Hunter happy to be back with Knights

London Knights co-owner Dale Hunter is taking in the Memorial Cup after stepping down as Washington...

London Knights co-owner Dale Hunter is taking in the Memorial Cup after stepping down as Washington Capitals head coach last week. (MOLLY RILEY/Reuters file photo)

RYAN PYETTE, QMI Agency

, Last Updated: 2:10 AM ET

SHAWINIGAN, QUE. - Let's get the most sacrilegious question of this Memorial Cup out of the way right now.

Dale Hunter, did the Montreal Canadiens contact you to become their next head coach?

“No,” the former Washington Capitals bench boss said with a laugh. “They didn't.”

Hunter is in Shawinigan, Que., to cheer on –- and act as an eye-in-the-sky advisor –- to his beloved London Knights, the team he co-owns and coached back in the fall before his brief D.C., sabbatical.

Hunter ran into new Montreal GM Marc Bergevin on Thursday, but how many long-time Canadiens fans would keel over if the hated ex-Quebec Nordiques forward, who delivered the knockout blow to the Habs in the 1982 NHL playoffs and became a central figure in the Good Friday Massacre two years later, was in charge of Les Glorieux?

“It's split,” Hunter said. “There are people in Quebec who are fans of the Nordiques and there are Canadiens fans. The people remember. They're very passionate about hockey, you see all the sweaters in the crowd, and it's a great place to play.

“I'm happy to be back. I've been asked to sign some autographs and stuff like that. It's been really good.”

Hunter will hold a press conference on Sunday to satisfy the massive number of media requests the Knights have received here to speak to him.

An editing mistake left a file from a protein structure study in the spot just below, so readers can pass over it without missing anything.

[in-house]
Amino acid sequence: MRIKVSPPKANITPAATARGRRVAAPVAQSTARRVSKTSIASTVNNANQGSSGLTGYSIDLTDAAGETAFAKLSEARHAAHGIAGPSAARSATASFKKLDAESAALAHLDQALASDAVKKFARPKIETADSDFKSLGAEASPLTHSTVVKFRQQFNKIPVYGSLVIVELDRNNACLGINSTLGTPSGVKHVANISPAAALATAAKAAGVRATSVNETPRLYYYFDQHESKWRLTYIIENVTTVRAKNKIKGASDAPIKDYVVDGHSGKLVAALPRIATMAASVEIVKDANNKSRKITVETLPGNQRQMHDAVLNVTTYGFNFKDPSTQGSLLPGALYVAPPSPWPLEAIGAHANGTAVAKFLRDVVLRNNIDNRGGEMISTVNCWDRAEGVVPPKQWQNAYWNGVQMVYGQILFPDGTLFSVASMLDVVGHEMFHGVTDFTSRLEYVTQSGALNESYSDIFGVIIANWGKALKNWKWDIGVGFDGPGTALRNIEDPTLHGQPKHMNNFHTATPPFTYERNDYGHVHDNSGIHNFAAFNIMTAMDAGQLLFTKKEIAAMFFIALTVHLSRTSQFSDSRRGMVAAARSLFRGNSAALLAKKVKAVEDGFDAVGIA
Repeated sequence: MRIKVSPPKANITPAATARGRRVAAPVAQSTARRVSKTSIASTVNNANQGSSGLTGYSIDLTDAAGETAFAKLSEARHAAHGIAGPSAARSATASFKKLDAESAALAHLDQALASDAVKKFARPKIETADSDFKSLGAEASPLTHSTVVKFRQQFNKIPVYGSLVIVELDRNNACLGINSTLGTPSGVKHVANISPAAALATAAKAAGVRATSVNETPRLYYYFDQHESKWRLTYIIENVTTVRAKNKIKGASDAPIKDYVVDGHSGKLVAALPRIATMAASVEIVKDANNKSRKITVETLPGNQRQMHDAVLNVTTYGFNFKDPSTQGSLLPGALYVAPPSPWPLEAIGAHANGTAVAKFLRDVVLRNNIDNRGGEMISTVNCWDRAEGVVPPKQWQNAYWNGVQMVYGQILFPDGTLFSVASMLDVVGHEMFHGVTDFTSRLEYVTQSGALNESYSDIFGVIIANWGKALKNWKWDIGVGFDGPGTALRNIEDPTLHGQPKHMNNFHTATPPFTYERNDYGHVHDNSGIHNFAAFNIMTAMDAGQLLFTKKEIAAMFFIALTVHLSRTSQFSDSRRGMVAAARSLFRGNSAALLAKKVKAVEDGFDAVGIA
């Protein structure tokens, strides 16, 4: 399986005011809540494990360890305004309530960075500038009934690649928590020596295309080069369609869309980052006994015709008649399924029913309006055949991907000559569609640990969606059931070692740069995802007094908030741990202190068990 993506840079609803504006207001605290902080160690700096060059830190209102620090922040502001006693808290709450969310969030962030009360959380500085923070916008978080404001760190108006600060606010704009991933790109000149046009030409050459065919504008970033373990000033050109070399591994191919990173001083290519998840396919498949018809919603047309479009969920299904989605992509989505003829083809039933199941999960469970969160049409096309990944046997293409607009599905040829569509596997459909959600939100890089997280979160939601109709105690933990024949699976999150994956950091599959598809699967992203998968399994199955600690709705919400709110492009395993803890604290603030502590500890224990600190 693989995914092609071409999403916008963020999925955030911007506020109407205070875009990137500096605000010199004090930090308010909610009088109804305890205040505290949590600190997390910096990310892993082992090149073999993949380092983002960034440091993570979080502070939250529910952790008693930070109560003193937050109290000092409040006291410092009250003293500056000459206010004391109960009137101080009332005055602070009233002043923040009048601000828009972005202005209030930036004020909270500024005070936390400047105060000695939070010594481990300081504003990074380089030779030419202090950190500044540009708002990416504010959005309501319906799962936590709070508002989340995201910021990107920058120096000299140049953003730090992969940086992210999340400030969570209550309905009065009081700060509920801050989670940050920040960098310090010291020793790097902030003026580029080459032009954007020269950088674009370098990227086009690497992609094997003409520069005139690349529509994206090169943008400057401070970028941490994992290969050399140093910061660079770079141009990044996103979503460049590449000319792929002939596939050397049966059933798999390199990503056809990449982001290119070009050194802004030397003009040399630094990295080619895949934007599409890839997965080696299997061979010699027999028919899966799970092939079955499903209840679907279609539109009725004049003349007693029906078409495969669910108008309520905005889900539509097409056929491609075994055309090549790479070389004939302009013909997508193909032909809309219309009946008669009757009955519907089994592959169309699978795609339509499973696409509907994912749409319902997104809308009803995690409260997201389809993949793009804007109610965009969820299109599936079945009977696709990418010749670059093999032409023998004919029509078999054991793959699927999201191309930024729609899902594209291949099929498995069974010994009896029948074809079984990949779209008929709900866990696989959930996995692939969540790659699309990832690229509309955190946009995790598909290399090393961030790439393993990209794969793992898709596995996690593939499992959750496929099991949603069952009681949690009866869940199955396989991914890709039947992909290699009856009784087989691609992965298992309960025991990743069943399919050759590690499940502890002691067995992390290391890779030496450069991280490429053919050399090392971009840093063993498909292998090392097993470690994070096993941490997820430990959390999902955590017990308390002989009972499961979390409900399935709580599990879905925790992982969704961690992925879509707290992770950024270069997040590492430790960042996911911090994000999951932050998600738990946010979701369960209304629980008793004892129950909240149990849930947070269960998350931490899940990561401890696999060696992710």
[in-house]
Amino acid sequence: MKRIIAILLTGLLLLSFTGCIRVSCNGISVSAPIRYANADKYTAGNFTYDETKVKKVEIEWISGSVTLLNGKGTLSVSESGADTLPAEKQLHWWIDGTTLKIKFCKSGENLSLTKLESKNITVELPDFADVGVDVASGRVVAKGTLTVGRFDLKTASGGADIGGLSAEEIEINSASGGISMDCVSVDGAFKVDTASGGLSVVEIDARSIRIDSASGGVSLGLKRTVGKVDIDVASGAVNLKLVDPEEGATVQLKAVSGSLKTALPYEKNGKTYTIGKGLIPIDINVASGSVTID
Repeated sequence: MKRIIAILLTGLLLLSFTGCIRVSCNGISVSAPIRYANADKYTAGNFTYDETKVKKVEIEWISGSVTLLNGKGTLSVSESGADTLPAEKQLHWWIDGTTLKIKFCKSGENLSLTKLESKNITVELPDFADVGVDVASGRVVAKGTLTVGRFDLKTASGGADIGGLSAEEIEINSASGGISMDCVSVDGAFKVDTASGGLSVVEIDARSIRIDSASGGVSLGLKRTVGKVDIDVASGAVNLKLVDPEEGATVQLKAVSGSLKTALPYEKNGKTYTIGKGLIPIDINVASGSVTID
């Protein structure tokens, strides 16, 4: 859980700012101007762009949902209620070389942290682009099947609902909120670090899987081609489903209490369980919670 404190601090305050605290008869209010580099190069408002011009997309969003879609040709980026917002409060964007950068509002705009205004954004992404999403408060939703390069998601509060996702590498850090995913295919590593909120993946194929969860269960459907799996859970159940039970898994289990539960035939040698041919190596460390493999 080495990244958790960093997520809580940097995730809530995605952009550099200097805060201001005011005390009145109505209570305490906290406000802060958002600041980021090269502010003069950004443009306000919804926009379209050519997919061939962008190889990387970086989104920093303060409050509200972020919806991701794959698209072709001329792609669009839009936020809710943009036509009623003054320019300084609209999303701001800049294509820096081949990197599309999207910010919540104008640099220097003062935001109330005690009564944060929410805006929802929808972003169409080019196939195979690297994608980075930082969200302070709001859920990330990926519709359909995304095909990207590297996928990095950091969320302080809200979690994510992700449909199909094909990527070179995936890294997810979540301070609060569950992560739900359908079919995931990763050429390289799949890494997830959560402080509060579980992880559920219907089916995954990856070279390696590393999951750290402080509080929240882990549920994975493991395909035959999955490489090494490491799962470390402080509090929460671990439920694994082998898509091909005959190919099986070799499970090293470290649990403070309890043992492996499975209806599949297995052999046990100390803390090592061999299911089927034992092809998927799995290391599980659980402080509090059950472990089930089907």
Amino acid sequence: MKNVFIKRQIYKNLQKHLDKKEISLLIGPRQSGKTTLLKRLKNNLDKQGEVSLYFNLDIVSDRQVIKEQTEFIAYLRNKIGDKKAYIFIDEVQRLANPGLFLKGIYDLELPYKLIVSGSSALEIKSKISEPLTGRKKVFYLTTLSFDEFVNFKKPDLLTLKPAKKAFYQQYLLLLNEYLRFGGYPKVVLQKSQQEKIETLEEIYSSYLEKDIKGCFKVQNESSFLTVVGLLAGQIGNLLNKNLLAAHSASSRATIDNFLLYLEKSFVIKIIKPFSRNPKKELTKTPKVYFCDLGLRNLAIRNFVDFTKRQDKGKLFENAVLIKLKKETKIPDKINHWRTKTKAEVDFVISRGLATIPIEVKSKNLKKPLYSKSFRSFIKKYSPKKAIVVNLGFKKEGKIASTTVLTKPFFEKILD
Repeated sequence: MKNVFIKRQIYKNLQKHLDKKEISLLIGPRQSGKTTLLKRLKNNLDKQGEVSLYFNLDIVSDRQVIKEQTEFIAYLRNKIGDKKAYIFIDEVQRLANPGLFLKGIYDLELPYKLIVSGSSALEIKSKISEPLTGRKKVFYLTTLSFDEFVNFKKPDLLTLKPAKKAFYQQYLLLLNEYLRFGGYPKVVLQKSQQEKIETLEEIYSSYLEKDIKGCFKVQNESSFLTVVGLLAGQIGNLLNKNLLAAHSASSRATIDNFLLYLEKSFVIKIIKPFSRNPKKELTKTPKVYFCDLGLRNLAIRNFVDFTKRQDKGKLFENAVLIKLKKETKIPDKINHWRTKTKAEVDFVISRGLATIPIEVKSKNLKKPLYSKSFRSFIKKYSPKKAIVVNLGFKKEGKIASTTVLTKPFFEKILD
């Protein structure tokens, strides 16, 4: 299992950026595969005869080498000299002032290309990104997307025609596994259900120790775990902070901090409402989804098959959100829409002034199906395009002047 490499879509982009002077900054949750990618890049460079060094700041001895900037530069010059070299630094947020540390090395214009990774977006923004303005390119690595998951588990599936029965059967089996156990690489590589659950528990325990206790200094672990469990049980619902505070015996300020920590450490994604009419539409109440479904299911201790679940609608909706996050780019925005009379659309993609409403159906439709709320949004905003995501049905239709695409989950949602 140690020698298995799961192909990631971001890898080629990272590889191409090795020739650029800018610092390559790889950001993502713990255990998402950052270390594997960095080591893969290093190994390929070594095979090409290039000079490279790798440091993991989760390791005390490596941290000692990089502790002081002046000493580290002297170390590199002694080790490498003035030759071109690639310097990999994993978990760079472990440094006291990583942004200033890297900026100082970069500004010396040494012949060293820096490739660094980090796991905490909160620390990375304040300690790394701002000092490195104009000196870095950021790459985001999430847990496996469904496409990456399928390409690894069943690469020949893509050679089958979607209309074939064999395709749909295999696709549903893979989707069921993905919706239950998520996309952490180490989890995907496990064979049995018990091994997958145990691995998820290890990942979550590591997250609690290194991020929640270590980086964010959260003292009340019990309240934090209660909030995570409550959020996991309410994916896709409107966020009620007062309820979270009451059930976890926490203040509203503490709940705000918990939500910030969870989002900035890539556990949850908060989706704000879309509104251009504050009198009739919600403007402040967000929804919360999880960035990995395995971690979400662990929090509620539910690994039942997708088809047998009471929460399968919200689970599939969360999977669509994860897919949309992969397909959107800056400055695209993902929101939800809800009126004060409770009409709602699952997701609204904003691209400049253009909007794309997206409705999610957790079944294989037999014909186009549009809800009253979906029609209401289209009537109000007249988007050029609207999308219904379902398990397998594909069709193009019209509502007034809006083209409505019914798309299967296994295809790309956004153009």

Hunter already spoke with the man he has called one of the best leaders he ever played with and expects to see more old friends from La Belle Province as this Cup progresses.

“I saw Moose Dupont here, who I played with (in Quebec),” Hunter said. “His son Danny is an assistant coach with Shawinigan, the host team, and it was great to see him again.”

This tournament is a family affair for Hunter.

His brother, Mark, is the Knights' GM and head coach. His son, Dylan, is an assistant.

Hunter drove to Quebec this week from London with his father Dick and couldn't wait for the puck to drop Saturday night between the Knights and the defending Memorial Cup champion Saint John Sea Dogs.

“Saint John's a real good team,” Hunter said. “They won it last year and they're back again. We know how hard it is to get back. You have, what, 60 teams in this (Canadian Hockey League) who want to be here and there's only four now who can win it.

“It's something really special.”

Hunter won the Memorial Cup on home ice coaching the Knights in 2005. He is hungry to hoist the trophy again and doing it in Quebec would mean a lot to him.

“We all do (want to win),” he said. “Everyone works hard for this shot. I'm just glad to be here and watch.”

Hunter stepped down from the Caps last week and laughed when asked if got a chance to give Knights twins Matt and Ryan Rupert, who live in his house, a congratulatory hug for winning the OHL title.

“They were already gone (for Quebec),” Hunter said. “They played well, though, eh? All the kids did a great job. I was proud of them

“They earned the right to be here.”

Hunter wasn't at the John Labatt Centre when the Knights won the OHL title.

He said he's not going back on the bench this week.

But he's here, and the Knights would love to give him a reason to go on the ice to celebrate another Cup win next Sunday.

ryan.pyette@sunmedia.ca

twitter.com/RyanatLFPress


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